Ukraine’s Zaporizhzhia Nuclear Power Plant (NPP) is continuing to pump cooling water from the Kakhovka reservoir, despite the water level reaching a point at which it was previously estimated that the pumps could no longer operate, Director General of the International Atomic Energy Agency (IAEA) Rafael Mariano Grossi said yesterday (8 June).
The reservoir’s water level has now dropped by around 4.1 metres since the downstream dam was breached early on Tuesday. On Thursday at 6 pm local time, it reached around 12.7 metres, the level at which it was previously estimated that the Zaporizhzhia NPP could no longer access this body of water for cooling the plant’s six reactors and spent fuel, after which the plant would use alternative water sources.
The hourly loss rate remains in the range of between four to seven centimetres per hour, Director General Grossi said, citing data from the IAEA team on the ground in Zaporizhzhia.
The IAEA experts were informed yesterday that the plant had assessed, following a review, that it should be able to pump water from the reservoir also after its level falls below 12.7 metres. Thus far, the results indicate that the pumps can likely still be operated even if the level drops to around 11 metres or possibly lower.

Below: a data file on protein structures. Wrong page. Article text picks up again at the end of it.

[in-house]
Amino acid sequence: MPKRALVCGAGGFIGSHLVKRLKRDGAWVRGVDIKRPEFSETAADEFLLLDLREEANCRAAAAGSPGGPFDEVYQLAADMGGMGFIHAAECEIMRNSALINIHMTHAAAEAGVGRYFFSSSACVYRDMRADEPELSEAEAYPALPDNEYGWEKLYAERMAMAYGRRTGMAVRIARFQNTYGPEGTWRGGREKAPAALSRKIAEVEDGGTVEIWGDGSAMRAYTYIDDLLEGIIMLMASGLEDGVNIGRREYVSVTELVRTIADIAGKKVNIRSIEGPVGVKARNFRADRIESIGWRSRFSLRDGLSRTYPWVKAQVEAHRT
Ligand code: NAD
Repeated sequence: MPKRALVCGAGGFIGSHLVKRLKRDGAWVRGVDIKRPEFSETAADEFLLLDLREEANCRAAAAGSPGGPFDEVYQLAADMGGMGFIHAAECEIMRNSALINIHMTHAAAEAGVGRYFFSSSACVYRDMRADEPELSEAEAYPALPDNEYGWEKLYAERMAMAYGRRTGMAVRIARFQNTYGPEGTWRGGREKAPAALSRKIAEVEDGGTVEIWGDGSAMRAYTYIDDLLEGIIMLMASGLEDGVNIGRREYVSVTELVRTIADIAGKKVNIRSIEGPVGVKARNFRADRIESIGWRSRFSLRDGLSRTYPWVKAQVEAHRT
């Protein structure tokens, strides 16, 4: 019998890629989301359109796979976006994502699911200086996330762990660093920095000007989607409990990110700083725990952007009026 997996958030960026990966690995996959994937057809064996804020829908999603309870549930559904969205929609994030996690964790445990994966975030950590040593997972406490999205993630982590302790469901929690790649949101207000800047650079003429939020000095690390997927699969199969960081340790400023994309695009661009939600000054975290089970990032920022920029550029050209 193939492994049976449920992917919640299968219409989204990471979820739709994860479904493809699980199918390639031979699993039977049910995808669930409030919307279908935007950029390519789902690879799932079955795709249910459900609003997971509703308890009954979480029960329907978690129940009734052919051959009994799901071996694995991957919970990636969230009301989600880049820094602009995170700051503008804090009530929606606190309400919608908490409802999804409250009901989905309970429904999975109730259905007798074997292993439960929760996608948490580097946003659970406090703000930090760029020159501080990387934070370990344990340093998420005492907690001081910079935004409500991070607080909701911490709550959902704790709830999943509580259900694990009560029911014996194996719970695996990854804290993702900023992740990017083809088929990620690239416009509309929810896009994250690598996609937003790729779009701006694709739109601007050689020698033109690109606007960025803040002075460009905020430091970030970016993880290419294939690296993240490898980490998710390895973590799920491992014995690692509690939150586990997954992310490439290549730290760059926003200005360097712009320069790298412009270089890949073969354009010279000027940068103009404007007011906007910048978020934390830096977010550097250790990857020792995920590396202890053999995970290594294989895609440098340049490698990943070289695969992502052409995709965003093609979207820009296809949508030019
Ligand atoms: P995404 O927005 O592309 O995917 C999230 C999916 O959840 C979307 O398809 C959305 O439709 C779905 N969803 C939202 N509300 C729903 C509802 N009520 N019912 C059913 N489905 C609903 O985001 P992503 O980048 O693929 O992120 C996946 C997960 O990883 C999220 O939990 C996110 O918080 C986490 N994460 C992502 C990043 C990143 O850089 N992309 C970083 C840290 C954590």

As the ZNPP receives water from the reservoir via the cooling system of the nearby Zaporizhzhia Thermal Power Plant (TPP), the review included interviews with retired ZTPP staff who have experience and expertise in the design of this facility’s cooling systems from the time that the ZTPP was built in the 1970s, prior to the construction of ZNPP in the 1980s.
“In these difficult and challenging circumstances, this is providing some more time before possibly switching to alternative water supplies including the large cooling pond next to the plant as well as its smaller sprinkler cooling ponds, the adjacent channels, and onsite wells, which can provide required cooling water for the Zaporizhzhia Nuclear Power Plant for several months,” Director General Grossi said. “Nevertheless, the general nuclear safety and security situation remains very precarious and potentially dangerous.”
The Director General stressed that the extent of the dam’s damage remained unknown, and it is also not clear when and at what level the reservoir will stabilise.
To better assess the situation, the IAEA experts have requested access to the location where the reservoir’s water level is measured and also to the ZTPP discharge channel adjoining the ZNPP. “It is essential that the ISAMZ team can independently verify the status of the systems that provide cooling water to ZNPP,” Director General Grossi said.